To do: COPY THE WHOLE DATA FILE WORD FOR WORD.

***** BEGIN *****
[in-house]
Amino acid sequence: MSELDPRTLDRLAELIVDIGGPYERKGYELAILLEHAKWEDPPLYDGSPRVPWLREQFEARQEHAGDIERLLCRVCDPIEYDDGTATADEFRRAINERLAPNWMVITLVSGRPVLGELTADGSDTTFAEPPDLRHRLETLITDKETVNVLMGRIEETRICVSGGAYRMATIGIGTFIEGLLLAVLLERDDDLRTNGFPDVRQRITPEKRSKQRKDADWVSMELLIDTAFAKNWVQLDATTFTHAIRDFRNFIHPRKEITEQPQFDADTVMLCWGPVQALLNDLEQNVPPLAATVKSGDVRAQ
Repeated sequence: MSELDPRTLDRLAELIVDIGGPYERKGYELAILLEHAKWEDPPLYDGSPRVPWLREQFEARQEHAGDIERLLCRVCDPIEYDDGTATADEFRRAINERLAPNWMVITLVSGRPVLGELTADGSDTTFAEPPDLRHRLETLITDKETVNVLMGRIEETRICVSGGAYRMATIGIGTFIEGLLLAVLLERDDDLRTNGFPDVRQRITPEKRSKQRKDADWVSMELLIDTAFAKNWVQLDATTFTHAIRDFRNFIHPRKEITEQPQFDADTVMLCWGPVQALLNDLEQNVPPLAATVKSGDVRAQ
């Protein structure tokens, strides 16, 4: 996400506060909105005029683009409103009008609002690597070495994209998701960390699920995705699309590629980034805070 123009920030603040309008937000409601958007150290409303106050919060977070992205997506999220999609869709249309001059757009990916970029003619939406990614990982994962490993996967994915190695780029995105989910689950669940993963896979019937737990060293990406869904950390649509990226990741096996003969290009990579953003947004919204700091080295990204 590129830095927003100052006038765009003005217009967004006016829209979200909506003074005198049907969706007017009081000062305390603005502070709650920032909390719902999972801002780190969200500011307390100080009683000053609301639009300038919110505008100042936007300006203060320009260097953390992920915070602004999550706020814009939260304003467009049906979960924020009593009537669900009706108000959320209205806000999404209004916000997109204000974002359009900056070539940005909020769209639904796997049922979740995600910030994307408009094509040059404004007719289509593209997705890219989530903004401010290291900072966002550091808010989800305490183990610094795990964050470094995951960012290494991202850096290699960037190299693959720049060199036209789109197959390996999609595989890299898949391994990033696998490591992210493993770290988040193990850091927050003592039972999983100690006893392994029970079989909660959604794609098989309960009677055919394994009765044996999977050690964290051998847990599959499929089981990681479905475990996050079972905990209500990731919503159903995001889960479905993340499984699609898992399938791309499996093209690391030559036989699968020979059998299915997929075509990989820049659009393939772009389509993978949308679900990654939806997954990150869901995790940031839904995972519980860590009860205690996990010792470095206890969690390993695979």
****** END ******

[in-house]
Amino acid sequence: MSELDPRTLDRLAELIVDIGGPYERKGYELAILLEHAKWEDPPLYDGSPRVPWLREQFEARQEHAGDIERLLCRVCDPIEYDDGTATADEFRRAINERLAPNWMVITLVSGRPVLGELTADGSDTTFAEPPDLRHRLETLITDKETVNVLMGRIEETRICVSGGAYRMATIGIGTFIEGLLLAVLLERDDDLRTNGFPDVRQRITPEKRSKQRKDADWVSMELLIDTAFAKNWVQLDATTFTHAIRDFRNFIHPRKEITEQPQFDADTVMLCWGPVQALLNDLEQNVPPLAATVKSGDVRAQ
Repeated sequence: MSELDPRTLDRLAELIVDIGGPYERKGYELAILLEHAKWEDPPLYDGSPRVPWLREQFEARQEHAGDIERLLCRVCDPIEYDDGTATADEFRRAINERLAPNWMVITLVSGRPVLGELTADGSDTTFAEPPDLRHRLETLITDKETVNVLMGRIEETRICVSGGAYRMATIGIGTFIEGLLLAVLLERDDDLRTNGFPDVRQRITPEKRSKQRKDADWVSMELLIDTAFAKNWVQLDATTFTHAIRDFRNFIHPRKEITEQPQFDADTVMLCWGPVQALLNDLEQNVPPLAATVKSGDVRAQ
């Protein structure tokens, strides 16, 4: 996400506060909105005029683009409103009008609002690597070495994209998701960390699920995705699309590629980034805070 123009920030603040309008937000409601958007150290409303106050919060977070992205997506999220999609869709249309001059757009990916970029003619939406990614990982994962490993996967994915190695780029995105989910689950669940993963896979019937737990060293990406869904950390649509990226990741096996003969290009990579953003947004919204700091080295990204 590129830095927003100052006038765009003005217009967004006016829209979200909506003074005198049907969706007017009081000062305390603005502070709650920032909390719902999972801002780190969200500011307390100080009683000053609301639009300038919110505008100042936007300006203060320009260097953390992920915070602004999550706020814009939260304003467009049906979960924020009593009537669900009706108000959320209205806000999404209004916000997109204000974002359009900056070539940005909020769209639904796997049922979740995600910030994307408009094509040059404004007719289509593209997705890219989530903004401010290291900072966002550091808010989800305490183990610094795990964050470094995951960012290494991202850096290699960037190299693959720049060199036209789109197959390996999609595989890299898949391994990033696998490591992210493993770290988040193990850091927050003592039972999983100690006893392994029970079989909660959604794609098989309960009677055919394994009765044996999977050690964290051998847990599959499929089981990681479905475990996050079972905990209500990731919503159903995001889960479905993340499984699609898992399938791309499996093209690391030559036989699968020979059998299915997929075509990989820049659009393939772009389509993978949308679900990654939806997954990150869901995790940031839904995972519980860590009860205690996990010792470095206890969690390993695979």